Sunday, September 30, 2007
Last week I wrote about a "Festa in famiglia," a Festa amongst family. Well, this it feels like I am writing about more of the same. That is what the Los Angeles San Gennaro Italian Festival officially called Feast of San Gennaro, LA, felt like for Chef Richard and I this year.
We felt like we were having a big party with all of our Italian friends and family. Actually, it feels like that anytime we do a festival or show because, like our tag line says, "In our kitchen you're family." But LA was extra special.
We were invited to take center stage on ABC's Jimmy Kimmel Live's outdoor stage used during the Festival to perform our "Filippo and the Chef" Show Live. We were all too happy to oblige. After performing in so many other towns and festivals, it was wonderful to be invited to participate here in our home town.
Well, home town, I was born in Northern California and Richard in the Bronx, but for the past decade or so, both Richard and his family and I have called Southern California home.
And so, when asked to participate in our "hometown," festival, we at "Filippo and the Chef," went all out. We had a booth decked out with our sponsors, we had a kitchen built for the stage and we invited our old friends and some new friends to participate with us on stage. To say it was fun would be an understatement.
But in this post I will post only the pictures of Prima Notte, which is a big night not just for the festival and Los Angeles but nationally. Prima Notte (First Night) shares ABC's Jimmy Kimmel Live's limelight with guests from the show appearing on the Prima Notte Stage during the broadcast etc.
This years guests on the Jimmy Kimmel Show who were part of the Prima Notte Festivities include Chef Mario Batali, Danny DeVito, Tommy Lasorda, and Frankie Valli. Below I have posted a Youtube.com video of that telecast.
Of course the first picture above is of Jimmy Kimmel and I. Below that picture is Frankie Valli and I, then Ed Marinaro, Sgt. Coffey from Hill Street Blues, and I, and here I am pictured with Tommy Lasorda.
How could I not have a picture taken with the "Marvelous Wonderettes?" They are part of a musical that is headed to New York and will appear off-Broadway, shown here in their '50's attire and sweaters on because it was chilly that night.
Below I am pictured with the President of the Los City Council, a proud Italian-American, Eric Garcetti.
Lets see, I think I will just list the photos from here. Underneath that is Actor and very funny guy Bobby Costanzo, and also actor and funny man, in fact he wrote many funny movies with Mel Brookes, Rudy De Luca.
Below that I am pictured with actor Ed Lauter, a friend of Chef Richard Lombardi's and his wife's, and immediately below that I am pictured once again with Ed but also with Chef Richard and actor John Santucci better known as "Johnny Pizza." I love that name. You will see me and Johnny Pizza just below that picture as well.
Though he is not an actor, I think most people know another Italian-American that is the CEO and Co-Founder of John Paul Mitchell Systems hair products. Well, he is John Paul Dejoria and you see him and I pictured together flashing the famous peace sign he is also known for doing in pictures.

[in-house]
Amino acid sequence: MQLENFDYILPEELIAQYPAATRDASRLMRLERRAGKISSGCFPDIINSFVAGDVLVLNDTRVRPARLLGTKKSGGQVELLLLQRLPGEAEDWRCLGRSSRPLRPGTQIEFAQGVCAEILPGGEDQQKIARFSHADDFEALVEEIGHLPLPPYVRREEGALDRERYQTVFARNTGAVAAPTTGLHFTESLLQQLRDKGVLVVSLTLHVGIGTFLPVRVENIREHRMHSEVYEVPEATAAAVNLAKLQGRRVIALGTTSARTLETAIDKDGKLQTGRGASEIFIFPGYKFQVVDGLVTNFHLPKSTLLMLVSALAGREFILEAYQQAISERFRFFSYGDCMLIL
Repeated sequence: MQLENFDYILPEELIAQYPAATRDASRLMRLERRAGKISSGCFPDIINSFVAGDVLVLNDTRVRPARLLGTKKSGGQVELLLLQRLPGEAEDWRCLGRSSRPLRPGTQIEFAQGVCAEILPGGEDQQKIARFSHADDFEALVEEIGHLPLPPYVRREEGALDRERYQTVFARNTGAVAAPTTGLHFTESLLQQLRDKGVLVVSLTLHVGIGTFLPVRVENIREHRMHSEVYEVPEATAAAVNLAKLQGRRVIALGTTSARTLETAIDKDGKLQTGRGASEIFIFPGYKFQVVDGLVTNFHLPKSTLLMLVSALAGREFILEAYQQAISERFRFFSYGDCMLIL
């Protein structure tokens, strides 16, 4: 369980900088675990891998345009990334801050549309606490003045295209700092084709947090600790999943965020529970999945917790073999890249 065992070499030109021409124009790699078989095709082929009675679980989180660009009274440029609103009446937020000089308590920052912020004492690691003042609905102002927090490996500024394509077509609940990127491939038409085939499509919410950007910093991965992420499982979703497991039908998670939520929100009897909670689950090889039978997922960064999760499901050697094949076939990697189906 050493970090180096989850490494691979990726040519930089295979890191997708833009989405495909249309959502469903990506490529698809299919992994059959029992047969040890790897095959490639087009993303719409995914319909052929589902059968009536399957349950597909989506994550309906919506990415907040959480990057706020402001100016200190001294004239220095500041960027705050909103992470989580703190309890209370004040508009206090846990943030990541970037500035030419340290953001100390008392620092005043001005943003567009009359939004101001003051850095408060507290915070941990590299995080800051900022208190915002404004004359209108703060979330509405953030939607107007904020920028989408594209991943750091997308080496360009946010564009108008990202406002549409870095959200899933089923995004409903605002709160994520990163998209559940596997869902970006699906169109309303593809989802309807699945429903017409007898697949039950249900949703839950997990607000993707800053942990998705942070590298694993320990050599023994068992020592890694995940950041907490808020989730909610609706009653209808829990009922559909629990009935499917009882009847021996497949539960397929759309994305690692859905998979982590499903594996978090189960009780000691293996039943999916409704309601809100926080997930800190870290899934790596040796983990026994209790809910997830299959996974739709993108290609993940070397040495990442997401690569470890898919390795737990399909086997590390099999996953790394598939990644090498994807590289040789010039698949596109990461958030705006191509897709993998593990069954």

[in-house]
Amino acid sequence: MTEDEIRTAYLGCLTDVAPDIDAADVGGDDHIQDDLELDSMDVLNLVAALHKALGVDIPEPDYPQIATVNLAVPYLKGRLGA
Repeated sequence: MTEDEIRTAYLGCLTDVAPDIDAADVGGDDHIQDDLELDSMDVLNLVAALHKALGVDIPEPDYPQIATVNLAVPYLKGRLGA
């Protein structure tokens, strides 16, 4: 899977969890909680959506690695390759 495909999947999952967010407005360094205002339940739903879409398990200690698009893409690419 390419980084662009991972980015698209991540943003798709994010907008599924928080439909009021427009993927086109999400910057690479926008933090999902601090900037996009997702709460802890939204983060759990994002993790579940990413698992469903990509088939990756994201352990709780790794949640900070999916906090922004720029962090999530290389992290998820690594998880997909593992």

The beautiful young lady I am pictured with below the picture of John Paul Dejoria and I is this years Miss Feast of San Gennaro Los Angeles. She was very sweet, which is more than I can say for George Pecoraro, pictured below her and I.
Just kidding George. George is an entertainment agent and owner of George Pecoraro Productions, we have known each other for years. He handles a lot of big name acts and was there with Frankie Valli.
And finally, bookending the set of pictures is another picture of Jimmy Kimmel and I with most of the "heads" of the San Gennaro family... to my right is Frankie Competelli, original founder of the feast and owner of Frankie's on Melrose, a popular New York style Italian restaurant in Hollywood. Then there is Kimmy Kimmel and next to him, his cousin and Miss "do everything" for the feast, Ann Potenza.
And finally, Miss "you can't do it that way," for the feast, he, he, the feast attorney and long time supporter, Claire Ambrosio. Now I should have known better than to write it up this way and I know I am going to get shit for it, but Claire knows I love her, and I just couldn't resist.
This is it for part one, part two will soon follow.
P.S. Don't forget to watch the Youtube.com telecast of part of ABC's Jimmy Kimmel Live Show that night. Enjoy (In English)
Sunday, September 23, 2007
Actually, I am not referring to Italians per se, but to would be Italians, those who love the culture and the language.
Specifically, I am referring to a community of Italian students. I have a friend, Elisabetta Missinato, who teaches Italiano here in Los Angeles. I interviewed her for a Valentine's Day Show a couple years ago on the Filippo and the Chef Show. On that show we learned about some of the fun things she does with her students to help them learn the language in an entertaining way.
She has developed a large student base because of it and is having great results. Besides private lessons, she also teaches in groups, and there again, it is so fun, that the group classes are turning into more like family gatherings. Never is that more evident than when the gathering is an actual party.
A group of Elisabetta's Italian students threw a surprise party for another of her friends and finest students, Keiko. That is a picture of Keiko and I above. Keiko is Japanese, born and bred, but if you ask her, she will say she is Italiana. And she is starting to speak like a native, with a Japanese accent.
The Italian students came out in droves to wish Keiko a Buon Compleanno, and to speak Italian as much as they could. Not only does Elisabetta's growing family of students support her every event, but so do her immediate family, and me too, whenever possible.